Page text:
Written by Jonathan Leshanski
Published: 24 April 2008
This week instead of scanning the waiver wires for unclaimed gems we’re going to take a look at nine guys that have started slow. In many leagues these players are becoming trade bait or their owners are ready to drop them. Almost everybody on this list is hitting below the Mendoza line, but trying to trade for them - especially those in their prime might be a bit hard. Take a look a both the potential and the downside with us.
Troy Tulowitzki (SS, Rockies):
Anyone trading for Tulowitzki should be reminding the current owner of a guy named Clint Barmes who also vanished seemingly overnight from the Rockies lineup. And if Tulo doesn’t start hitting and soon, he might well find himself back at AAA or splitting time. Still he’s a pure hitter that struggled last April too (hitting .244 with 2 home runs). His lack of power (0 home runs) and his .133 average at Coors right now has to open your mind to some doubts.
J.J. Hardy (SS, Brewers):
People are giving up on Hardy left and right and he’s just barely on the right side of .200. His inconsistency has led to him being moved between the number two and number seven slot in the lineup. In the seven spot his value falls a ton - especially since he’ll get fewer quality pitches to hit. Still it’s hard to forget that this guy hit .277-26-80 last year and there is no reason to think that all that talent has vanished. Of course last year he hit .282-6-17 in the month of April.
Jose Guillen (OF, Royals):
The 32 year old Guillen is only batting .165 for the month of April but he’s a notoriously slow starter. Last year he managed just a .239 average in the month of April with 2 home runs. That’s not far off this year’s pace and there is no reason to expect a big decline from last year’s .290-23-99 season. With a proven track record he’s far more likely to produce than inexperienced players like Tulowitzki and Hardy.
Carlos Delgado (1B, Mets):
Is he just old and done or is April just the cruelest month for Delgado? Actually he hit .188 last April and still finished at .258-24-87. If that’s all you are hoping for he probably can come close to those numbers. Still he looks rather clueless at the plate right now and he’s old enough to be on the edge of the cliff when it comes to skills.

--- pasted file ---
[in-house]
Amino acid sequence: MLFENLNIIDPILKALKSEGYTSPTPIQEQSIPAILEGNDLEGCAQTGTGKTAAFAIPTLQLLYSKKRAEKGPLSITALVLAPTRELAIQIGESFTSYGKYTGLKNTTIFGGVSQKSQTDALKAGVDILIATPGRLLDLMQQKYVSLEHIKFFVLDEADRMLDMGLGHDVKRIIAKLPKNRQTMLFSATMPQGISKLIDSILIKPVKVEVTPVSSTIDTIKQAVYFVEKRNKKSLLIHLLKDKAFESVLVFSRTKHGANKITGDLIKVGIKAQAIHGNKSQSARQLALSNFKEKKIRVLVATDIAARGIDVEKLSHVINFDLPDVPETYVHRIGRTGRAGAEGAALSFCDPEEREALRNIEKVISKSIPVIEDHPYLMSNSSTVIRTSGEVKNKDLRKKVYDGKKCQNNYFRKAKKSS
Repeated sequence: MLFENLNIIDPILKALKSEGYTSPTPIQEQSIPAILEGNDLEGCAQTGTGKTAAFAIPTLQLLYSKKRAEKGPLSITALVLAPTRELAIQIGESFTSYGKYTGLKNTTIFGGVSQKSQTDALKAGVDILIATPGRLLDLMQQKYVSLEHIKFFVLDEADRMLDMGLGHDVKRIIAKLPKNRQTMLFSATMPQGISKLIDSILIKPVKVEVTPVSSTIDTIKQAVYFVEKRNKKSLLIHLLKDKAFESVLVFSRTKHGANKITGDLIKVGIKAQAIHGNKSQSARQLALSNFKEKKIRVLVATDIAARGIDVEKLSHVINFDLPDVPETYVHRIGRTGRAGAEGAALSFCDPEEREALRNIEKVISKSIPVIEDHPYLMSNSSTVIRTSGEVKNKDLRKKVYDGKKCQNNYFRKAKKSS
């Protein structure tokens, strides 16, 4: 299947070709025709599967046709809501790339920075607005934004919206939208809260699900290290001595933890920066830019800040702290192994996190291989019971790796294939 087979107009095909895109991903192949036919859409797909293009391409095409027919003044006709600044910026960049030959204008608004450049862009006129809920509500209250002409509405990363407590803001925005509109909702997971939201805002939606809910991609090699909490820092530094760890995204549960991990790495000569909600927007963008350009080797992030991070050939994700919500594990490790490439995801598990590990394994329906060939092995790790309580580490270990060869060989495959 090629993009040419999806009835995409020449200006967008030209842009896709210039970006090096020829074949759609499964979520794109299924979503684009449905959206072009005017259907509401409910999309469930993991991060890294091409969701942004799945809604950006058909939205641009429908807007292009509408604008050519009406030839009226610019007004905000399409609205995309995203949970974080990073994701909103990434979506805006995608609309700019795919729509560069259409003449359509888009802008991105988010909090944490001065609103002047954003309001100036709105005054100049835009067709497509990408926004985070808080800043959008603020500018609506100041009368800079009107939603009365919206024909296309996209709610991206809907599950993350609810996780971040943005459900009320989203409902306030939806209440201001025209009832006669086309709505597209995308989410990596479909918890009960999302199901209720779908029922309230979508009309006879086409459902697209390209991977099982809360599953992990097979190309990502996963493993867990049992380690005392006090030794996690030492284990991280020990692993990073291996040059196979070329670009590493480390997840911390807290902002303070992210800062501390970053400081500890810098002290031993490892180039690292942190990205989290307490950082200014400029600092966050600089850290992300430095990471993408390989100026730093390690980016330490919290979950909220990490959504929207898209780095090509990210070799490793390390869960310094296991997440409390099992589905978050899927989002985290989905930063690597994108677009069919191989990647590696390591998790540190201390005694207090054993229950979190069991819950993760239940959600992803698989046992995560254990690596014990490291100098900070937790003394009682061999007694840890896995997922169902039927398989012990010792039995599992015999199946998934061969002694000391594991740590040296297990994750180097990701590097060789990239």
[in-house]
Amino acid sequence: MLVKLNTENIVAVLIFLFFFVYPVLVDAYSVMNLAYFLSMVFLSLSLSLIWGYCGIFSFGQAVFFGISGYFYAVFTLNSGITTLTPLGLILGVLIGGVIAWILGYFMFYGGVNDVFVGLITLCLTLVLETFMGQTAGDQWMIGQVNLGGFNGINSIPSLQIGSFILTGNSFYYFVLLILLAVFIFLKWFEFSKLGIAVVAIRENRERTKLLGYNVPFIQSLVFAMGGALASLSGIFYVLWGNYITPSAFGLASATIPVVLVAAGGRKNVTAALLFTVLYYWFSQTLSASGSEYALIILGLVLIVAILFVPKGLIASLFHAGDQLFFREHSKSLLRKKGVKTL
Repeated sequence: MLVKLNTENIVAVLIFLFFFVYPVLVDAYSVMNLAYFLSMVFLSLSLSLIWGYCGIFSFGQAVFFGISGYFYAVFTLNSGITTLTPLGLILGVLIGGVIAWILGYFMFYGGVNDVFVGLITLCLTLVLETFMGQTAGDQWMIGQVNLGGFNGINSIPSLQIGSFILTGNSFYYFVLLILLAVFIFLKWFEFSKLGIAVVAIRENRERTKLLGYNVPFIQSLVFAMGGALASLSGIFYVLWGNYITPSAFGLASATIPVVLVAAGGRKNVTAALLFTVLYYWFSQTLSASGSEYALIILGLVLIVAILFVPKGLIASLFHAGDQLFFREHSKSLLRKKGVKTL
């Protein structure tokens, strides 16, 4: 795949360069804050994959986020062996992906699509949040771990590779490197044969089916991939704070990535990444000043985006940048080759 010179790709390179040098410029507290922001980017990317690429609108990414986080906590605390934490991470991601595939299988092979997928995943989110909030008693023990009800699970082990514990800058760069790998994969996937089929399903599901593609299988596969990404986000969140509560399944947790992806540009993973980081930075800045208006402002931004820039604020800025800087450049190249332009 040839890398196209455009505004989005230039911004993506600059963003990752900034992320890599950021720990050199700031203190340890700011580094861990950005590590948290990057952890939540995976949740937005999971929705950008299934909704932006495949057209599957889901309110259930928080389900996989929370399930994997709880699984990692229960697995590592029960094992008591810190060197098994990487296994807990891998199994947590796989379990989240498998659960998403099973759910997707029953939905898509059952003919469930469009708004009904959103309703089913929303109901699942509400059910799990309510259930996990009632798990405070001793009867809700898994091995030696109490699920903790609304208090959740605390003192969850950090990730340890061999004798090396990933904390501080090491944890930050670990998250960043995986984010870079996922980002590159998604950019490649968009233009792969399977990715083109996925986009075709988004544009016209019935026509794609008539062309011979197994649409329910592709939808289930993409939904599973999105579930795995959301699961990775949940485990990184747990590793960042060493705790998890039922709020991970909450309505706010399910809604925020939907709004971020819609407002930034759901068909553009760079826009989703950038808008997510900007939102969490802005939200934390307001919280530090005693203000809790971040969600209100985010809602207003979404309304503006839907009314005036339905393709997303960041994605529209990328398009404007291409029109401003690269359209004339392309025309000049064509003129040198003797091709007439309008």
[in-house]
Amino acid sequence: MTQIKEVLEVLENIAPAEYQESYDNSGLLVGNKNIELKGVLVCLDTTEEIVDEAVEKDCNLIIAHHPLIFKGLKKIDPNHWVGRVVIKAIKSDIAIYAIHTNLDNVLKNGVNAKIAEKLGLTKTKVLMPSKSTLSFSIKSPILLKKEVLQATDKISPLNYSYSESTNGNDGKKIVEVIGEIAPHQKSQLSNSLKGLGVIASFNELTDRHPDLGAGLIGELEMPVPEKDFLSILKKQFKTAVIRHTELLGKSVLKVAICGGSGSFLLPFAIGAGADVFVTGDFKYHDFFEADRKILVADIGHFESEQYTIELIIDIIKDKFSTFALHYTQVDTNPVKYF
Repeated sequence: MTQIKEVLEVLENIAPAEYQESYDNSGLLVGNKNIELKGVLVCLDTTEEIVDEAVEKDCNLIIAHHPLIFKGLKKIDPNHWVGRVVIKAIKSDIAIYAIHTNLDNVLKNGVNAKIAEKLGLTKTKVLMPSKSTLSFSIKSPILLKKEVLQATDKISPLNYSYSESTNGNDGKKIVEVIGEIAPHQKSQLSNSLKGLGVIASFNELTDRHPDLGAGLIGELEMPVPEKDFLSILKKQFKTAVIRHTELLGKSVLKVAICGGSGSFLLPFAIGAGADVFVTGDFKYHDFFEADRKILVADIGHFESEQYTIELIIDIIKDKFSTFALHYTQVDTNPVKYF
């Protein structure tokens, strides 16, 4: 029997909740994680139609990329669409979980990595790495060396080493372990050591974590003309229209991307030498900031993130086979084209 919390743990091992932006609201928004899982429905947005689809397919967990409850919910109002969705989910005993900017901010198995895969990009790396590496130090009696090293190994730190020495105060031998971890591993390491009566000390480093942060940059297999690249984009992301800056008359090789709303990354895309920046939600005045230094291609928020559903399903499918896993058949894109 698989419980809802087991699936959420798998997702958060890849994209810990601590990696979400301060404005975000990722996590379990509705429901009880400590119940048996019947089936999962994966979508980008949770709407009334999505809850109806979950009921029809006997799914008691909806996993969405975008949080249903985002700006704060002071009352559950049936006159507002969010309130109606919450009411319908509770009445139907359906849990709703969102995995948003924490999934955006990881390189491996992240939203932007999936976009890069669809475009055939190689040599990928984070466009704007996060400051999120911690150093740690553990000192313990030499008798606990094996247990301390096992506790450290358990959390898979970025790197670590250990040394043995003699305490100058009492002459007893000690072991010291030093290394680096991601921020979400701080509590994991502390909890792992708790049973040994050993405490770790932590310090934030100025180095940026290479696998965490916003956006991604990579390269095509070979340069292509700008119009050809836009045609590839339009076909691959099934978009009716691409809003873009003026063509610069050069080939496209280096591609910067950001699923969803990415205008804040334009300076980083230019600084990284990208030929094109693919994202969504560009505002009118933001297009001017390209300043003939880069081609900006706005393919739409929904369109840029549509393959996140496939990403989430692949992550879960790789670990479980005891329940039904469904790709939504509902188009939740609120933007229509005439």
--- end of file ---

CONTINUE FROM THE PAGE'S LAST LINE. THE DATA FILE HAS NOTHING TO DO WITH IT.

Carlos Pena (1B, Rays):
Coming into Wednesday at .194 Pena sure doesn’t look quite like the out of nowhere slugger that he did last year. Admittedly 6 of his 13 hits have been home runs and his .194 compares fairly well with the .213 he hit last April. Still, he’s a great buy low candidate right now.
David Ortiz (1B, Red Sox):
I know I’m going to get hate e-mails for putting “Big Papi” on this list, especially as he has 16 RBI’s already, but there are owners right now who are saying .181 and 33 years old… he’s done. Take advantage of them. Odds are you’ll still have to cough up some top talent to steal him, but maybe not quite as much.
Rickie Weeks (2B, Brewers):
That .192 average is made a little more digestible due to the accompanying 3 home runs, 18 runs, and five steals. If you want to do a little theft yourself you might remind his owners that he only hit .235 last year and looks to be on the down slide - just don’t believe it yourself.
Gary Sheffield (OF, Tigers):
Sheffield is likely to limp into the 500 home run club this season but I worry that the limp might be quite literal. He has bad shoulders, a finger that needs time to heal and a .192 batting average 15 games into the season. Sheffield, for all his skills, is at best a gamble at this point.
Kenji Johjima (C, Mariners):
With guys like Mike Napoli on the waiver wire anyone holding onto Johjima has to be wondering if a guy hitting .207 with no home runs and just 5 RBIs is still worthwhile. Play on that and try to steal a guy who’ll probably finish with at least a dozen home runs and a .280 average. Still if you want reason to be worried this is Johjima’s worst April ever in the Majors.